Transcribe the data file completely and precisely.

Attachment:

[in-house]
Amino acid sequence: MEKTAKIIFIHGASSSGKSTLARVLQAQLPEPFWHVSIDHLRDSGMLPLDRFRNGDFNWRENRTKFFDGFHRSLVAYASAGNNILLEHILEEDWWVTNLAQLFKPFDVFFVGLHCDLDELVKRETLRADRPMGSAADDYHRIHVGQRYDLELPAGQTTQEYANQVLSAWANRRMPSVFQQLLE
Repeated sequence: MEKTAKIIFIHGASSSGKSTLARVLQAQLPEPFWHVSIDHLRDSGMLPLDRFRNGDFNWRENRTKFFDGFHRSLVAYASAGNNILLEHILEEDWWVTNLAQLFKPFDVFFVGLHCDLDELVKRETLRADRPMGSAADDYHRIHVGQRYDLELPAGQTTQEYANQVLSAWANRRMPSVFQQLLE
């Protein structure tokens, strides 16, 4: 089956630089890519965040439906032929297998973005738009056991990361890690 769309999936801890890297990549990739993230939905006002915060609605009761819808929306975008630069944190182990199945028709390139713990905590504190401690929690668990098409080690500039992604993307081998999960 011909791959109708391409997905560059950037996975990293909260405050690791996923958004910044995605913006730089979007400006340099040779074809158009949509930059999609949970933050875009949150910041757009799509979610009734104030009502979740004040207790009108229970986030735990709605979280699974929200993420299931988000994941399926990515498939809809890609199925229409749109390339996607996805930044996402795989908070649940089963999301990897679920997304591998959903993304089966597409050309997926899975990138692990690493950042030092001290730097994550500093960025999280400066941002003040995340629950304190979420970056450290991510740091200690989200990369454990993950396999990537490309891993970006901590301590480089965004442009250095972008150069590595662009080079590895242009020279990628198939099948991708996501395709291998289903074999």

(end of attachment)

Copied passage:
[in-house]
Amino acid sequence: MEKTAKIIFIHGASSSGKSTLARVLQAQLPEPFWHVSIDHLRDSGMLPLDRFRNGDFNWRENRTKFFDGFHRSLVAYASAGNNILLEHILEEDWWVTNLAQLFKPFDVFFVGLHCDLDELVKRETLRADRPMGSAADDYHRIHVGQRYDLELPAGQTTQEYANQVLSAWANRRMPSVFQQLLE
Repeated sequence: MEKTAKIIFIHGASSSGKSTLARVLQAQLPEPFWHVSIDHLRDSGMLPLDRFRNGDFNWRENRTKFFDGFHRSLVAYASAGNNILLEHILEEDWWVTNLAQLFKPFDVFFVGLHCDLDELVKRETLRADRPMGSAADDYHRIHVGQRYDLELPAGQTTQEYANQVLSAWANRRMPSVFQQLLE
């Protein structure tokens, strides 16, 4: 089956630089890519965040439906032929297998973005738009056991990361890690 769309999936801890890297990549990739993230939905006002915060609605009761819808929306975008630069944190182990199945028709390139713990905590504190401690929690668990098409080690500039992604993307081998999960 011909791959109708391409997905560059950037996975990293909260405050690791996923958004910044995605913006730089979007400006340099040779074809158009949509930059999609949970933050875009949150910041757009799509979610009734104030009502979740004040207790009108229970986030735990709605979280699974929200993420299931988000994941399926990515498939809809890609199925229409749109390339996607996805930044996402795989908070649940089963999301990897679920997304591998959903993304089966597409050309997926899975990138692990690493950042030092001290730097994550500093960025999280400066941002003040995340629950304190979420970056450290991510740091200690989200990369454990993950396999990537490309891993970006901590301590480089965004442009250095972008150069590595662009080079590895242009020279990628198939099948991708996501395709291998289903074999």